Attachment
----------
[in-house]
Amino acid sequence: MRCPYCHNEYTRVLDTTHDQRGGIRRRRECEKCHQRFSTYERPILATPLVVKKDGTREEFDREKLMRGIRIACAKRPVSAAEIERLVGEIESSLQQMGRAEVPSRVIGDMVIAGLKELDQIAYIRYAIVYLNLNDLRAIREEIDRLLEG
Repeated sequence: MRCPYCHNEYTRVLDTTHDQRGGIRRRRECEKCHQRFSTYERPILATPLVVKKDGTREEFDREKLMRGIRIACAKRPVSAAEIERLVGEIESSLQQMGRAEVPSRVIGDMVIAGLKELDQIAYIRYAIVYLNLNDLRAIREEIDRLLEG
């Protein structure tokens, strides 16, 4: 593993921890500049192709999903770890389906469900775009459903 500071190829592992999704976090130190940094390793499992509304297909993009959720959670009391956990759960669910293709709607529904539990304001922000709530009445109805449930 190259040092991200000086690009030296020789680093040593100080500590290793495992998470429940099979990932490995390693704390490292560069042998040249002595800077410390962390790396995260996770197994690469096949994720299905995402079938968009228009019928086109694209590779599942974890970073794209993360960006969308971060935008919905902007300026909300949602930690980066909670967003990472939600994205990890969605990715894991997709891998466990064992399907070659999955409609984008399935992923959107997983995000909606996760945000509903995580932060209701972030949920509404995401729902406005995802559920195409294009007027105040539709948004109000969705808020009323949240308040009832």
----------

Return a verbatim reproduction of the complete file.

[in-house]
Amino acid sequence: MRCPYCHNEYTRVLDTTHDQRGGIRRRRECEKCHQRFSTYERPILATPLVVKKDGTREEFDREKLMRGIRIACAKRPVSAAEIERLVGEIESSLQQMGRAEVPSRVIGDMVIAGLKELDQIAYIRYAIVYLNLNDLRAIREEIDRLLEG
Repeated sequence: MRCPYCHNEYTRVLDTTHDQRGGIRRRRECEKCHQRFSTYERPILATPLVVKKDGTREEFDREKLMRGIRIACAKRPVSAAEIERLVGEIESSLQQMGRAEVPSRVIGDMVIAGLKELDQIAYIRYAIVYLNLNDLRAIREEIDRLLEG
């Protein structure tokens, strides 16, 4: 593993921890500049192709999903770890389906469900775009459903 500071190829592992999704976090130190940094390793499992509304297909993009959720959670009391956990759960669910293709709607529904539990304001922000709530009445109805449930 190259040092991200000086690009030296020789680093040593100080500590290793495992998470429940099979990932490995390693704390490292560069042998040249002595800077410390962390790396995260996770197994690469096949994720299905995402079938968009228009019928086109694209590779599942974890970073794209993360960006969308971060935008919905902007300026909300949602930690980066909670967003990472939600994205990890969605990715894991997709891998466990064992399907070659999955409609984008399935992923959107997983995000909606996760945000509903995580932060209701972030949920509404995401729902406005995802559920195409294009007027105040539709948004109000969705808020009323949240308040009832």